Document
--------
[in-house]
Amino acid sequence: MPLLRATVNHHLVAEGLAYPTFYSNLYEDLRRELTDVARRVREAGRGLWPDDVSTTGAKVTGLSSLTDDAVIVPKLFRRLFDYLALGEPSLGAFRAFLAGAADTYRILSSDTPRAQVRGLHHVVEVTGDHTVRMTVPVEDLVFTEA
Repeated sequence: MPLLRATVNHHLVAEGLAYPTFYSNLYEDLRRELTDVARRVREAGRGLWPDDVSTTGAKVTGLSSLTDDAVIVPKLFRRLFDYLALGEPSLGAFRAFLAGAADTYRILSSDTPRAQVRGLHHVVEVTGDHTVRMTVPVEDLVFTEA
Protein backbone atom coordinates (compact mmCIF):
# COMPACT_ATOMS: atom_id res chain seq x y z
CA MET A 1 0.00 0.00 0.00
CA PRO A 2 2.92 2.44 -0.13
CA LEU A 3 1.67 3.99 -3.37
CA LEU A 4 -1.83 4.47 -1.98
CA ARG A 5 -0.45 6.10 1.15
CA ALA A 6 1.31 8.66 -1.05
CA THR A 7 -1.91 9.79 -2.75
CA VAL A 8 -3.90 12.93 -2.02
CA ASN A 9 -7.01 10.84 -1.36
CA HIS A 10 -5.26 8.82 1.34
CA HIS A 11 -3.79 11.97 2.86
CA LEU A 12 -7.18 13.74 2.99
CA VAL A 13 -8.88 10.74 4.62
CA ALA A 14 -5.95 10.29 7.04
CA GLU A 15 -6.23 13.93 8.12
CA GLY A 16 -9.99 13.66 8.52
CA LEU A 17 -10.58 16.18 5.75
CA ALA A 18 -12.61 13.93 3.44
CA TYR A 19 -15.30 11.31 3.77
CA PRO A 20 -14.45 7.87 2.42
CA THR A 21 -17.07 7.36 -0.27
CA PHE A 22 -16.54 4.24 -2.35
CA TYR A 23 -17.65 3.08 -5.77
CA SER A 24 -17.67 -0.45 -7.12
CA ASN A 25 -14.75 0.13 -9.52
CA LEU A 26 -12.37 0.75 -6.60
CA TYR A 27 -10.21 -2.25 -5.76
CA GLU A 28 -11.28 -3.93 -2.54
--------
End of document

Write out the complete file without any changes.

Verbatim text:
[in-house]
Amino acid sequence: MPLLRATVNHHLVAEGLAYPTFYSNLYEDLRRELTDVARRVREAGRGLWPDDVSTTGAKVTGLSSLTDDAVIVPKLFRRLFDYLALGEPSLGAFRAFLAGAADTYRILSSDTPRAQVRGLHHVVEVTGDHTVRMTVPVEDLVFTEA
Repeated sequence: MPLLRATVNHHLVAEGLAYPTFYSNLYEDLRRELTDVARRVREAGRGLWPDDVSTTGAKVTGLSSLTDDAVIVPKLFRRLFDYLALGEPSLGAFRAFLAGAADTYRILSSDTPRAQVRGLHHVVEVTGDHTVRMTVPVEDLVFTEA
Protein backbone atom coordinates (compact mmCIF):
# COMPACT_ATOMS: atom_id res chain seq x y z
CA MET A 1 0.00 0.00 0.00
CA PRO A 2 2.92 2.44 -0.13
CA LEU A 3 1.67 3.99 -3.37
CA LEU A 4 -1.83 4.47 -1.98
CA ARG A 5 -0.45 6.10 1.15
CA ALA A 6 1.31 8.66 -1.05
CA THR A 7 -1.91 9.79 -2.75
CA VAL A 8 -3.90 12.93 -2.02
CA ASN A 9 -7.01 10.84 -1.36
CA HIS A 10 -5.26 8.82 1.34
CA HIS A 11 -3.79 11.97 2.86
CA LEU A 12 -7.18 13.74 2.99
CA VAL A 13 -8.88 10.74 4.62
CA ALA A 14 -5.95 10.29 7.04
CA GLU A 15 -6.23 13.93 8.12
CA GLY A 16 -9.99 13.66 8.52
CA LEU A 17 -10.58 16.18 5.75
CA ALA A 18 -12.61 13.93 3.44
CA TYR A 19 -15.30 11.31 3.77
CA PRO A 20 -14.45 7.87 2.42
CA THR A 21 -17.07 7.36 -0.27
CA PHE A 22 -16.54 4.24 -2.35
CA TYR A 23 -17.65 3.08 -5.77
CA SER A 24 -17.67 -0.45 -7.12
CA ASN A 25 -14.75 0.13 -9.52
CA LEU A 26 -12.37 0.75 -6.60
CA TYR A 27 -10.21 -2.25 -5.76
CA GLU A 28 -11.28 -3.93 -2.54